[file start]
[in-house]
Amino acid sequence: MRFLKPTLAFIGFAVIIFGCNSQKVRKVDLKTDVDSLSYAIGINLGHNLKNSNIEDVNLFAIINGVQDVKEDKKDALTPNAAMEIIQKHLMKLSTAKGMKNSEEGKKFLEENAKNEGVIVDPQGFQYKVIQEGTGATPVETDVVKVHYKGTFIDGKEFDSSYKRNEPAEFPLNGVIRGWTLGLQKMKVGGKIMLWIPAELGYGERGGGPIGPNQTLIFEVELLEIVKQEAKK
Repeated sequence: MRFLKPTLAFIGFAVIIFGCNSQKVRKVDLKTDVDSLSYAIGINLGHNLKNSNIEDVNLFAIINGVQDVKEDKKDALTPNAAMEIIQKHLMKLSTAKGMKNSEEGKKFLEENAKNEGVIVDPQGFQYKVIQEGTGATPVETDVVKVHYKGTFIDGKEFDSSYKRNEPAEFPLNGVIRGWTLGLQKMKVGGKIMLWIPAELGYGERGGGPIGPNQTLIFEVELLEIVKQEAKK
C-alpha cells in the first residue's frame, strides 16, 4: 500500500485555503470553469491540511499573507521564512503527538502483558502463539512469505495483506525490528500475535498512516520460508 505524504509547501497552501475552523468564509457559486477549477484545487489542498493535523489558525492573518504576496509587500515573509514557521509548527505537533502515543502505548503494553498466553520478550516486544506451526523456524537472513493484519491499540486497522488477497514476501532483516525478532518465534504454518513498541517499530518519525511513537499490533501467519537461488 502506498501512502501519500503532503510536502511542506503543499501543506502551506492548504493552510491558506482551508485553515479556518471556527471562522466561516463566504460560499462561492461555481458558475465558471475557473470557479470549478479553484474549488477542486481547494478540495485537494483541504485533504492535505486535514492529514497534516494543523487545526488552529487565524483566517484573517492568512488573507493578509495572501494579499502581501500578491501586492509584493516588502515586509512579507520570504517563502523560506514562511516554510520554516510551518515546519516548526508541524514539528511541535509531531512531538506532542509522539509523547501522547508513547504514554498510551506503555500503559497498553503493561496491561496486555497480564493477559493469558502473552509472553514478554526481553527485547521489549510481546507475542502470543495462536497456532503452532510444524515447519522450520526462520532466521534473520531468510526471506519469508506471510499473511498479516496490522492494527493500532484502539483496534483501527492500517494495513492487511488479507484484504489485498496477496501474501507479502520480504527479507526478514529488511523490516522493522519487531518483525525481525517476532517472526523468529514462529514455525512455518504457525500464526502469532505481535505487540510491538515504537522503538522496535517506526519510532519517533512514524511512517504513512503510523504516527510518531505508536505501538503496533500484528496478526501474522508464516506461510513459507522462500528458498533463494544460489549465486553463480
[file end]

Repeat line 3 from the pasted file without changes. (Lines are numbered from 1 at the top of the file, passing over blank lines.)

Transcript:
Repeated sequence: MRFLKPTLAFIGFAVIIFGCNSQKVRKVDLKTDVDSLSYAIGINLGHNLKNSNIEDVNLFAIINGVQDVKEDKKDALTPNAAMEIIQKHLMKLSTAKGMKNSEEGKKFLEENAKNEGVIVDPQGFQYKVIQEGTGATPVETDVVKVHYKGTFIDGKEFDSSYKRNEPAEFPLNGVIRGWTLGLQKMKVGGKIMLWIPAELGYGERGGGPIGPNQTLIFEVELLEIVKQEAKK